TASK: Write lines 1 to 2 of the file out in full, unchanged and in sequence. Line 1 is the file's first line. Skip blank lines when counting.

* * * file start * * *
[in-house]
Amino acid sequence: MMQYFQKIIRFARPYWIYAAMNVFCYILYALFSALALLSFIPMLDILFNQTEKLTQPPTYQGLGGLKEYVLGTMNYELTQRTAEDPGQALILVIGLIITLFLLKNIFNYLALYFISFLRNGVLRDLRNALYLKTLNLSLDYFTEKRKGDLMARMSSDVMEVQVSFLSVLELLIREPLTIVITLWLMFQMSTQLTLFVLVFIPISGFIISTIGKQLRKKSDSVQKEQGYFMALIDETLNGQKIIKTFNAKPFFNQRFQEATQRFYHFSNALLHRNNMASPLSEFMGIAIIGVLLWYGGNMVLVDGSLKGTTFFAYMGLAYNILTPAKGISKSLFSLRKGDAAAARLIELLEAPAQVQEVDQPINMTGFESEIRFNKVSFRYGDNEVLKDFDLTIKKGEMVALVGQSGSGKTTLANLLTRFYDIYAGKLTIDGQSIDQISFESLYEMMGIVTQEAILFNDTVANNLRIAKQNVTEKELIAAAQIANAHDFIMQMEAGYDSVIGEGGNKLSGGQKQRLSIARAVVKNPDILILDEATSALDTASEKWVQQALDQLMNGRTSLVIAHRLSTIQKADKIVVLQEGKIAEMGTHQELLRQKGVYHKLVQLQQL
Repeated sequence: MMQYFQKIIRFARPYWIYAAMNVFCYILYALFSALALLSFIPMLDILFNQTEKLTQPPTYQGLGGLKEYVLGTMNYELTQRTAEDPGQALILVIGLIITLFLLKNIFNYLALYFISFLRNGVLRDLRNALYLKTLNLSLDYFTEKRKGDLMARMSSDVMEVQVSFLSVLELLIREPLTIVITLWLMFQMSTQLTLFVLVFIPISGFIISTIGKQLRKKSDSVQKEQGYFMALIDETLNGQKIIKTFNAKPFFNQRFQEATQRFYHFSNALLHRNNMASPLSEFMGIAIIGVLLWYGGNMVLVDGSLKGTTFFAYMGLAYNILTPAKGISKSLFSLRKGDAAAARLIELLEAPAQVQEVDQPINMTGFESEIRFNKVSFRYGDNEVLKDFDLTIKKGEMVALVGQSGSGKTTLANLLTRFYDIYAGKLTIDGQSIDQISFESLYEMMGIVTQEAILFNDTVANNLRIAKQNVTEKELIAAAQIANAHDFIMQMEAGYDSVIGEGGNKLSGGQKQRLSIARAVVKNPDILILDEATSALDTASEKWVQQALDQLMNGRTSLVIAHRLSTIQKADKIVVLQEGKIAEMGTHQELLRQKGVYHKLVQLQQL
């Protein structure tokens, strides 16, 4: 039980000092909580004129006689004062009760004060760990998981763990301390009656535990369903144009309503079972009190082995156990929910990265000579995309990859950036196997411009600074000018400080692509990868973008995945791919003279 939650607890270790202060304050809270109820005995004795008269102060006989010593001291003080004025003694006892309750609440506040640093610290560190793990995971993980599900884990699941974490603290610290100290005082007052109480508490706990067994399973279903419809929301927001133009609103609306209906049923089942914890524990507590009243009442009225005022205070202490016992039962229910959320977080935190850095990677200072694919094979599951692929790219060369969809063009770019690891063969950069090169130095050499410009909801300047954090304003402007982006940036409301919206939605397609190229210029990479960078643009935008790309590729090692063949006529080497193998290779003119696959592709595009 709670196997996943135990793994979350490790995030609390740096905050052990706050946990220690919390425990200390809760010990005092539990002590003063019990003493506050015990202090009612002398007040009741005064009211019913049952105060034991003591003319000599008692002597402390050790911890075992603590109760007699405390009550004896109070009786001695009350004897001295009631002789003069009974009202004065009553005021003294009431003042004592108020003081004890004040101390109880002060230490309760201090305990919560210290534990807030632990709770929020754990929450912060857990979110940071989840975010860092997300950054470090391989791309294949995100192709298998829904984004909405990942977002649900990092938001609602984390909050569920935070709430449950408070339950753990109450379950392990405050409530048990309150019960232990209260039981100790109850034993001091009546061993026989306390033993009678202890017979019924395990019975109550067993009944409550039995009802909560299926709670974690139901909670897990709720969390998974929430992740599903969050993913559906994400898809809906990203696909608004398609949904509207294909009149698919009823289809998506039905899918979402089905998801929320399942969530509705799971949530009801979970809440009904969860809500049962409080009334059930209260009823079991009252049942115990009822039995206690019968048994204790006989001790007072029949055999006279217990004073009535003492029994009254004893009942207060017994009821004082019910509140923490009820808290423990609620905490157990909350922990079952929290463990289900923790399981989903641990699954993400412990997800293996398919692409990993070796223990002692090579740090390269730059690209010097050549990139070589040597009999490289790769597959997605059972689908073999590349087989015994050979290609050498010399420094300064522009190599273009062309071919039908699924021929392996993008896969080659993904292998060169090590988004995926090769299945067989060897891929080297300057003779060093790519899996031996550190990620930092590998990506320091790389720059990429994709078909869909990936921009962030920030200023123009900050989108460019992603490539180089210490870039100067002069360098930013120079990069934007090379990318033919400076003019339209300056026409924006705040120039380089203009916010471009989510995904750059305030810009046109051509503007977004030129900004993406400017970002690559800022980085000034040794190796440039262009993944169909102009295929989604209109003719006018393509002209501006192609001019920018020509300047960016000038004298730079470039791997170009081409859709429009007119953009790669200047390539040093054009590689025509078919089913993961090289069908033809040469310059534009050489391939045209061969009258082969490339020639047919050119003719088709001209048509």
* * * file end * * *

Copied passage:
[in-house]
Amino acid sequence: MMQYFQKIIRFARPYWIYAAMNVFCYILYALFSALALLSFIPMLDILFNQTEKLTQPPTYQGLGGLKEYVLGTMNYELTQRTAEDPGQALILVIGLIITLFLLKNIFNYLALYFISFLRNGVLRDLRNALYLKTLNLSLDYFTEKRKGDLMARMSSDVMEVQVSFLSVLELLIREPLTIVITLWLMFQMSTQLTLFVLVFIPISGFIISTIGKQLRKKSDSVQKEQGYFMALIDETLNGQKIIKTFNAKPFFNQRFQEATQRFYHFSNALLHRNNMASPLSEFMGIAIIGVLLWYGGNMVLVDGSLKGTTFFAYMGLAYNILTPAKGISKSLFSLRKGDAAAARLIELLEAPAQVQEVDQPINMTGFESEIRFNKVSFRYGDNEVLKDFDLTIKKGEMVALVGQSGSGKTTLANLLTRFYDIYAGKLTIDGQSIDQISFESLYEMMGIVTQEAILFNDTVANNLRIAKQNVTEKELIAAAQIANAHDFIMQMEAGYDSVIGEGGNKLSGGQKQRLSIARAVVKNPDILILDEATSALDTASEKWVQQALDQLMNGRTSLVIAHRLSTIQKADKIVVLQEGKIAEMGTHQELLRQKGVYHKLVQLQQL